Making It Work As A Designer: My Essential Tools
I am a picky sort of person. Every morning, I have to have my exact brand of tea, in a certain mug, made in a certain order with exactly so much milk and honey or my whole day is off. Its no surprise then that I only use one particular brand of crochet hook, one specific kind of pen and there is a certain notebook that I can't live without.
While there are many areas in which I am a bit of a miser, when it comes to tools to do my job, I feel that investing in the right things is very much worth it. I pay for Adobe Creative Cloud (Student and Teacher edition, because I have school-aged kids) and Office 365. These aren't necessary and there are free versions like Inkscape available, but as adobe is industry standard and what I know...
Tools for Planning:
My work time is planned out using my Get to Work Book. Its layout of daily lists and goals is perfect for me, as I have so many pieces of work to juggle - the monthly and weekly views help me do that.
My content and social media strategies are planned using my BlogtacularxLollipop Life Planner - which has been so helpful in pulling together various content strategies over the last few months.
Tools for Design Ideas:
Like much of the world, I use Pinterest as a great source of inspiration for design ideas. While I tend to steer clear of it for initial design ideas, it can be helpful to see what else is out there and a great place to store initial thoughts on stitch patterns and ideas.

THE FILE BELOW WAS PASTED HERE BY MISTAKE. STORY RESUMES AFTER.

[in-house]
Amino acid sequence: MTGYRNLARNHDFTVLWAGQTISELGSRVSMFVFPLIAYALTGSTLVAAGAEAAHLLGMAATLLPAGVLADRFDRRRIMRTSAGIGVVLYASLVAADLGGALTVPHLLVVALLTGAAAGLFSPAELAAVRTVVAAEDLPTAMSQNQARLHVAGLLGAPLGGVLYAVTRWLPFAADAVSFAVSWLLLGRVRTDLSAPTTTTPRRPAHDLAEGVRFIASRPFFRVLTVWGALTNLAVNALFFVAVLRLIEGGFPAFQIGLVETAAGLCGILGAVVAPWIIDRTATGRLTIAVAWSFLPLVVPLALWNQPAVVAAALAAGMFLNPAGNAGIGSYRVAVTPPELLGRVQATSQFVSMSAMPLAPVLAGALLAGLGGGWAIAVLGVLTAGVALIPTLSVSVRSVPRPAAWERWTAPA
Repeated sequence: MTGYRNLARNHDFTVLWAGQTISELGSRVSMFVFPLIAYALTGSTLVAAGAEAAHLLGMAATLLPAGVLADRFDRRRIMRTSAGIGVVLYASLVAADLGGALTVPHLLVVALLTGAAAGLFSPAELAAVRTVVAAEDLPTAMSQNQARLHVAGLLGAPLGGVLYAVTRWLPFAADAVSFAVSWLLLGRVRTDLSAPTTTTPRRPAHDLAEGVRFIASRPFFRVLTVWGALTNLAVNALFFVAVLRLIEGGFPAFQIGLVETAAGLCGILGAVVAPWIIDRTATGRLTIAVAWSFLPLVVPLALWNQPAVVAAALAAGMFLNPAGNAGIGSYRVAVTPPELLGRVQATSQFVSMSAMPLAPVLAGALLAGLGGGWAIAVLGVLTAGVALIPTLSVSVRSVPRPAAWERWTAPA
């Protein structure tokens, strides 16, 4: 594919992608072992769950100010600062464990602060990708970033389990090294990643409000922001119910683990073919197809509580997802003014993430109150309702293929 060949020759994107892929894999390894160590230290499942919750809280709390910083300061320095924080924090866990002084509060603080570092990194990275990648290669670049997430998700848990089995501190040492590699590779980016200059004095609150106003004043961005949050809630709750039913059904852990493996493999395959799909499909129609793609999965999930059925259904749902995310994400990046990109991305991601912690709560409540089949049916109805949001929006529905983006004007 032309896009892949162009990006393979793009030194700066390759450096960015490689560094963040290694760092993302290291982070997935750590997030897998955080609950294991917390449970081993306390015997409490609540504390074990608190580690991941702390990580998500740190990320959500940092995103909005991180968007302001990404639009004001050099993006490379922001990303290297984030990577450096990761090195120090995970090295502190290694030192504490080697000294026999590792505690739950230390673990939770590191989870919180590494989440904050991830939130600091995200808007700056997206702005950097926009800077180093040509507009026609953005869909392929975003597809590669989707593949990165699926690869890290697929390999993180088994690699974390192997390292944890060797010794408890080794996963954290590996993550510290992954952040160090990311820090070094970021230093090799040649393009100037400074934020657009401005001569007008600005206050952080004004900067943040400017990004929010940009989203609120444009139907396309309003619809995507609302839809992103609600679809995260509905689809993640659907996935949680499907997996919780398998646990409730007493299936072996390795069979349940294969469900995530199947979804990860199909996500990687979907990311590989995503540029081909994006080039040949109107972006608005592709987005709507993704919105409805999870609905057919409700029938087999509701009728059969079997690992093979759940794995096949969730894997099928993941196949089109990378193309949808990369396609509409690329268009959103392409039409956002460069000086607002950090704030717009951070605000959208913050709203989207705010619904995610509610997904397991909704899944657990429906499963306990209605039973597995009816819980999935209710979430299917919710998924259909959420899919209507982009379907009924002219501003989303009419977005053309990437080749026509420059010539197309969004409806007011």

All of my sketching is done via Adobe Illustrator. I work over a vector croquis for garments and just free hand for accessories. I simply don't free hand sketch on paper as I find I am able to get much better and more useable results by creating a digital sketch. This has the added benefit of being usable for final design submission.
Tools for Designing:
My process for designing is Sketch->swatch->layout the pattern numbers in a spreadsheet->write initial pattern->make the sample->revise the pattern->finalise design schematic->chart stitch patterns. I use Excel for my spreadsheets and Word for pattern writing, but also have used Open Office with no discernible difference in usability. I simply had to get Office for Blogtacular work and use that as all of my templates are in it now.
I am a fan of Adobe and have a subscription to Creative Cloud for my work. I use Illustrator for charting and schematics, Lightroom for photo editing and InDesign for laying out all of my patterns.
I use a range of measurements charts, but generally I rely on the Craft Yarn Council guides for accurate sizing. The Tot Toppers guide is great for hat design.
My favourite garment design book is Knitting from the Top by Barbara Walker.
Tools for Charting:
As I said above, I use Adobe Illustrator for making charts. I have the Stitchin' Crochet Pro font that I then convert into vectors. I then use a hand drawn brush to convert the shapes into the signature style of the Crochet Project.
I have a Wacom Bamboo tablet that helps me when charting complicated stitch patterns as I am able to get more accuracy with the pen than the brush.
Tools for Photography:
My essential kit list is here and hasn't changed much in the last year or so. The only difference is that I am finding I need a wider angle lens more and more and am currently saving up for a 24-70mm L series lens.